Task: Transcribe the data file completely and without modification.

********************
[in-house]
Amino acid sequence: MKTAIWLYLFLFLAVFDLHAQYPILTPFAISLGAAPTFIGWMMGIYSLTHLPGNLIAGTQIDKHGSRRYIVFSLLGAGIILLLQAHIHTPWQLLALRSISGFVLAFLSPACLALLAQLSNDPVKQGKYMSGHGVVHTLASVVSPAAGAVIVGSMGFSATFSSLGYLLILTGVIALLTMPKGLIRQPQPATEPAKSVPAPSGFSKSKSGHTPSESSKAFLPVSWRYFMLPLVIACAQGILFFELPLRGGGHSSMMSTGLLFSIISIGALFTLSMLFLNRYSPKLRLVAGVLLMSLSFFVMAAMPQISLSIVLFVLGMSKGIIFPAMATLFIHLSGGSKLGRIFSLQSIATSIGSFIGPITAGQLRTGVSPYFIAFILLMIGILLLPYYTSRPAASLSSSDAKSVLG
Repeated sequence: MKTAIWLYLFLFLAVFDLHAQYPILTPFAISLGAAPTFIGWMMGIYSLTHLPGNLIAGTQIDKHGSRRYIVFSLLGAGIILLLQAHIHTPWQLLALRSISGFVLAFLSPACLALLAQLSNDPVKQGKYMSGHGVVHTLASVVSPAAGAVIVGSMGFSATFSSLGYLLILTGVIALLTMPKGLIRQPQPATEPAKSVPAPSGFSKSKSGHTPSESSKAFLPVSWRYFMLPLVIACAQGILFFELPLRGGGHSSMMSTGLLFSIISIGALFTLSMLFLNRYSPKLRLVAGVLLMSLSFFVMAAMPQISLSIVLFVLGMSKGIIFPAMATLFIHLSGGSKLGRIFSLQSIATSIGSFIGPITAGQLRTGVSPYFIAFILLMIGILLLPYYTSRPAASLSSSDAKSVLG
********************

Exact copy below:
[in-house]
Amino acid sequence: MKTAIWLYLFLFLAVFDLHAQYPILTPFAISLGAAPTFIGWMMGIYSLTHLPGNLIAGTQIDKHGSRRYIVFSLLGAGIILLLQAHIHTPWQLLALRSISGFVLAFLSPACLALLAQLSNDPVKQGKYMSGHGVVHTLASVVSPAAGAVIVGSMGFSATFSSLGYLLILTGVIALLTMPKGLIRQPQPATEPAKSVPAPSGFSKSKSGHTPSESSKAFLPVSWRYFMLPLVIACAQGILFFELPLRGGGHSSMMSTGLLFSIISIGALFTLSMLFLNRYSPKLRLVAGVLLMSLSFFVMAAMPQISLSIVLFVLGMSKGIIFPAMATLFIHLSGGSKLGRIFSLQSIATSIGSFIGPITAGQLRTGVSPYFIAFILLMIGILLLPYYTSRPAASLSSSDAKSVLG
Repeated sequence: MKTAIWLYLFLFLAVFDLHAQYPILTPFAISLGAAPTFIGWMMGIYSLTHLPGNLIAGTQIDKHGSRRYIVFSLLGAGIILLLQAHIHTPWQLLALRSISGFVLAFLSPACLALLAQLSNDPVKQGKYMSGHGVVHTLASVVSPAAGAVIVGSMGFSATFSSLGYLLILTGVIALLTMPKGLIRQPQPATEPAKSVPAPSGFSKSKSGHTPSESSKAFLPVSWRYFMLPLVIACAQGILFFELPLRGGGHSSMMSTGLLFSIISIGALFTLSMLFLNRYSPKLRLVAGVLLMSLSFFVMAAMPQISLSIVLFVLGMSKGIIFPAMATLFIHLSGGSKLGRIFSLQSIATSIGSFIGPITAGQLRTGVSPYFIAFILLMIGILLLPYYTSRPAASLSSSDAKSVLG